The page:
This article originally appeared on VICE US
Ah, friends. They're like family but cooler. Fully customizable. Fall and one of them will be right there to pick you back up. But as great as friends can be, they also do a lot of really stupid stuff. Stuff that blows your mind. Like, sometimes it seems crazy that you even hang out with people who make such crappy decisions. Stuff that, were it to get out, would be mortifying for anyone with even a shred of self-respect. Lucky for your friends, they've got you to ask their deepest, darkest questions for them. And lucky for you, we started this column to answer those most embarrassing of queries.
The scenario: Your friend comes home from a long day of doing whatever your friend does—handling uncooked meat, working in the coal mines, or dealing with children. Friend sees Bae sitting on the couch, and is immediately overcome with passion. Like the awkward elevator scene from the 50 Shades of Grey sequel, your friend decides to pleasure Bae with only fingers. In the throes of passion, your friend forgot about how disgusting his/her hands are. Maybe your friend lives in New York City and now, thanks to a mix of selfishness and carelessness, there are subway germs now multiplying in Bae's vagina. Good job, friend.
The issue: Look, we're not here to judge, but it's no secret that hands are absolutely filthy. Researchers from the University of Colorado conducted a study to examine the amount of bacteria on human hands. After swabbing the palms of 51 healthy volunteer participants, they discovered that the average hand has 4,752 unique bacteria coming from over 150 different species. When we see data like this, it's obvious why we're taught that hand-washing can significantly diminish the transfer of sickness (because it does).
Your germy-fingered friend is in good company: About 17 percent of people don't wash their hands after using public toilets. Even more people wash incorrectly: It's recommended that hand washing should last between 20-30 seconds (the time it takes to sing Happy Birthday), but the average person only spends about 11 seconds on the task. In a recent Women's Health article, Vanessa Cullins, OB/GYN and vice president for external medical affairs at Planned Parenthood said, "When you think about the commonality of fingering, it's sort of remarkable that we don't have more infections and problems with women's vaginas [caused by it]."
The worst that could happen: It's really dependent on where your hands were prior to being inside of your partner. Ronald D. Blatt, gynecologist and medical director of The Manhattan Center for Gynecology and The Manhattan Center for Vaginal Surgery, says that while everyday germs aren't really cause for concern, working in dirt and soil without washing your hands could theoretically lead to transferring a fungal infection. Blatt adds, "If your nails are a little long, you could create a tear in the vaginal mucosa which lines the vagina, and [your partner] could get an infection that way. [Your partner] could get a bacterial infection called staph and could, theoretically, get an anaerobic infection" [in which naturally occurring bacteria in the vagina grow out of control as a result of a disruption of the vaginal environment].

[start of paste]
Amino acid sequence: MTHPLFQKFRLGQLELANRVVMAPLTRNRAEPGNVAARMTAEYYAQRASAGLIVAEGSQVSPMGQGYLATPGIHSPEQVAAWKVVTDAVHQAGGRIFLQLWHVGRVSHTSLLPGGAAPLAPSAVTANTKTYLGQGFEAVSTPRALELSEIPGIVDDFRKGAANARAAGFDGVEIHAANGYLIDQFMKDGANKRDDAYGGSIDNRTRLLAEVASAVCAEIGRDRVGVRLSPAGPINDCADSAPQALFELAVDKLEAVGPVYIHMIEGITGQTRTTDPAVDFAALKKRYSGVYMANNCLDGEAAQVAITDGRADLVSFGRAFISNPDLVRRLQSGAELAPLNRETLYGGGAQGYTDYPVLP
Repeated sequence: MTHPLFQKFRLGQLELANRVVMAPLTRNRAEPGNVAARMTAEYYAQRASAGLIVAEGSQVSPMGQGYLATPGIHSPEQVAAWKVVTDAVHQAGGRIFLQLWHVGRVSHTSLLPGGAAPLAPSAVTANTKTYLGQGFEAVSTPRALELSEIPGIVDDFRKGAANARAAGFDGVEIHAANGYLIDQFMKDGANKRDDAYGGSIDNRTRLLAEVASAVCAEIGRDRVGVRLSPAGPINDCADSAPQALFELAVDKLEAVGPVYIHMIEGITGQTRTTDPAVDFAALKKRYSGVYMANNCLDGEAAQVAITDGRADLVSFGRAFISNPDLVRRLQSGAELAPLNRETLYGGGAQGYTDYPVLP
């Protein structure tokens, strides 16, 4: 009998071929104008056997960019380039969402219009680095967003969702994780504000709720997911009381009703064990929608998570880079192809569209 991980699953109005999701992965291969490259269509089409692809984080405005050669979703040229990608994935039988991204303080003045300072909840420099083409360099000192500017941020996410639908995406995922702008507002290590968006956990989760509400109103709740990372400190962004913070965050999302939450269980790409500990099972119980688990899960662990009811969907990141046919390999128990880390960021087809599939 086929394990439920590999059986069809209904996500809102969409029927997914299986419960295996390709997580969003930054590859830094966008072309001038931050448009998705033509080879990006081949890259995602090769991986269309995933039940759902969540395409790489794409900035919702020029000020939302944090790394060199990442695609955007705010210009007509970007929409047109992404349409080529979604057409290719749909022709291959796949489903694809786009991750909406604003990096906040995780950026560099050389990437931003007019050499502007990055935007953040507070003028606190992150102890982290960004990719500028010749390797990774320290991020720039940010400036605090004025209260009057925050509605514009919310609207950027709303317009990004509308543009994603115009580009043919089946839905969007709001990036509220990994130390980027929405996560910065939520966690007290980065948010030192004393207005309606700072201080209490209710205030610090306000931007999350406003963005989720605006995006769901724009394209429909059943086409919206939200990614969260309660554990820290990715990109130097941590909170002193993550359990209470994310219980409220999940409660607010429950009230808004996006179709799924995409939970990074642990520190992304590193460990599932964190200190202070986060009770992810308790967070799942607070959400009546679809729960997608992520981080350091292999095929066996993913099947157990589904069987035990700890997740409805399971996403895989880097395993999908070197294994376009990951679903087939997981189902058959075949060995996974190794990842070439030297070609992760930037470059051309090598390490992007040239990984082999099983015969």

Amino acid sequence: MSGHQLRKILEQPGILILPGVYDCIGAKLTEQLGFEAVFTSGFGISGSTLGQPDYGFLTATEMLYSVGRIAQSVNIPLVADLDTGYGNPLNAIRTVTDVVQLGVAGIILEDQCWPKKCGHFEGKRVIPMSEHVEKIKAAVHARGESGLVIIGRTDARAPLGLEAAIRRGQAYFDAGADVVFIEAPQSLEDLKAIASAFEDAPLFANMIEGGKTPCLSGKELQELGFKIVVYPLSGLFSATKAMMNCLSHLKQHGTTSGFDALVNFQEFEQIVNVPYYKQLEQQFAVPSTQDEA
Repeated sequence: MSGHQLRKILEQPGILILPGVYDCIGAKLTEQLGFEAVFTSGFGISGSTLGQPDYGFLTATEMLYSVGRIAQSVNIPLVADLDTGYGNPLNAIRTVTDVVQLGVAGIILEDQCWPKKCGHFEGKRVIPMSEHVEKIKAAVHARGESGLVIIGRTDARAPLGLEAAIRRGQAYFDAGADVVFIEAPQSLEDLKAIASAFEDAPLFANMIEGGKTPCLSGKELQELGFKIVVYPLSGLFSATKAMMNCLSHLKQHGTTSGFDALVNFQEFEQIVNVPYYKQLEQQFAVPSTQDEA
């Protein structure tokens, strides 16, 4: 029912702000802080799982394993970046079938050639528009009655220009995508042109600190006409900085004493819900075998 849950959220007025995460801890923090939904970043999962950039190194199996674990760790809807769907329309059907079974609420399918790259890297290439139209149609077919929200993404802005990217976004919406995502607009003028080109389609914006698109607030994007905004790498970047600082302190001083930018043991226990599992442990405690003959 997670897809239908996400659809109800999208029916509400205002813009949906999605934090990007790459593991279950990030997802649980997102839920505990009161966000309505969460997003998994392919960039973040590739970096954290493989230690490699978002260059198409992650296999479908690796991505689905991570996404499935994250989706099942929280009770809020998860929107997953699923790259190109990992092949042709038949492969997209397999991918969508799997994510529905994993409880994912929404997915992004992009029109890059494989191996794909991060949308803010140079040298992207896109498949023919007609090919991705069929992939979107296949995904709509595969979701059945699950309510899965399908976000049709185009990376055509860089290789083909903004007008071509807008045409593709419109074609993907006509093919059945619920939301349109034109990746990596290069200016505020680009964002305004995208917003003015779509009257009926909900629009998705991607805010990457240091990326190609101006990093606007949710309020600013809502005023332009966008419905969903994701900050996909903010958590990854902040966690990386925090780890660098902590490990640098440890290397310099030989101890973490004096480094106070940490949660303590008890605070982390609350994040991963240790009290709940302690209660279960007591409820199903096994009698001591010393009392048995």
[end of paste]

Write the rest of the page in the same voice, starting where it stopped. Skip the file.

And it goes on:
Staph infections include symptoms like chills, fever, nausea, vomiting, stomach cramping and, if left untreated, death. Colleen Krajewski, gynecologist and professor at University of Pittsburgh, is careful to mention that there is no evidence-based answer to the question of what could happen to Bae if diddled by friend with dirty hands, but she warns that if your "friend" is partaking in a threesome and is letting hands wander between partners, "there is a theoretical risk of transmissions of STIs…if [one of your partners] has a vaginal infection or an STI like Herpes, HPV, or anything like that. [Something like that] would be transmissible."
What will probably happen: Probably nothing. The good news is that the vagina is self-cleaning. In addition to having good bacteria called lactobacilli which help keep the vagina acidic enough to fight foreign impurities, the vaginal canal has lots of blood vessels and produces mucus that both protects against and washes away harmful microbes, explains an article in Environmental Health Perspectives. While introducing germs and microorganisms into a vagina can throw off pH levels, a healthy vagina is uniquely poised to seek and destroy the foreign bodies it encounters.
What to do: While it's considerate to wash hands before digital penetration, the risk of infection is fairly low. In short: Your homie can relax. Krajewski and Blatt both mention that if you've done something "dirtier" than normal—gardening, working on your car, caressing the walls and floors of a hospital—then it's good practice to wash your hands. On the off chance that your friend's partner does develop an infection, your friend should encourage Bae to see a doctor, but to let go of any guilt. Chances are dirty fingers aren't the culprit.